Federal regulators are opening a probe into whether 2.9 million Kia and Hyundai cars have a disproportionately high risk of randomly catching fire, and it only took ten months, 3,000 reports, and an alleged 100 injuries and one death to make it happen.
The models under investigation are the 2011-2014 Kia Optima and Sorento, the 2010-2015 Kia Soul, and the 2011-2014 Hyundai Sonata and Sante Fe.
The National Highway Traffic Safety Administration (NHTSA) says it counted a total of 1,181 reports about non-crash fires in Hyundai cars and 1,784 in Kias. Drivers reported 100 injuries as a result of the fires, and one woman in Ohio says she watched her son burn to death in a Kia Soul in 2017.
It was last June when the Center for Auto Safety sent a petition to NHTSA asking for it to look into the issue, after the consumer group counted 120 reports in the NHTSA reports database describing a fire breaking out during an otherwise uneventful drive.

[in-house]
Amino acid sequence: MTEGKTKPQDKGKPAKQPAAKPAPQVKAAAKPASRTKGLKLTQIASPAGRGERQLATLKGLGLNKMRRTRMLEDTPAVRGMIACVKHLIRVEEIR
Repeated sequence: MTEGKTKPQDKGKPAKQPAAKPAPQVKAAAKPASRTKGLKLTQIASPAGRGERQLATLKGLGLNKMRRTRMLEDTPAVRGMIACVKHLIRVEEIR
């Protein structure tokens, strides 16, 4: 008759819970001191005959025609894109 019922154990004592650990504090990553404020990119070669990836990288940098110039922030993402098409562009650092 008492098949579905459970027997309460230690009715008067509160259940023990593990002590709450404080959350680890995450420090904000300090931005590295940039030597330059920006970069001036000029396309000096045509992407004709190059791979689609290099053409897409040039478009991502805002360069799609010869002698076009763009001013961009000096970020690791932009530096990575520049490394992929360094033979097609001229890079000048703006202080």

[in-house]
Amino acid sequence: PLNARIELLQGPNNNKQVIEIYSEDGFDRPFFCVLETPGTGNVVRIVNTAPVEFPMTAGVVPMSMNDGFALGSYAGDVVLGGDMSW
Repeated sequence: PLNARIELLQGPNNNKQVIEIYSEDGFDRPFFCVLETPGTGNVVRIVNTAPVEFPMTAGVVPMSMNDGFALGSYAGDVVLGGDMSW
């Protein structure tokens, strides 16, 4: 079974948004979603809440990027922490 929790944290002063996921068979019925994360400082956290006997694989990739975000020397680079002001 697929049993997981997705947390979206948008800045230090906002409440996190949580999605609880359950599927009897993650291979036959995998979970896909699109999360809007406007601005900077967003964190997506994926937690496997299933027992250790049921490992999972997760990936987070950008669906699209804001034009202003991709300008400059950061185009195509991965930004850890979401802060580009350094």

NHTSA announced on April 1 that it would grant the group’s petition, and it will start by assessing “the scope, frequency, and potential safety-related consequences of alleged defects relating to non-collision vehicle fires” in the cars.
Hyundai and Kia recently issued a recall due over fire risks on 534,000 of the potentially affected cars, but the carmakers said there were no injuries or deaths linked to the defect. Their proposed fix is a software update.
The two automakers had downplayed the fire reports before finally issuing that recall.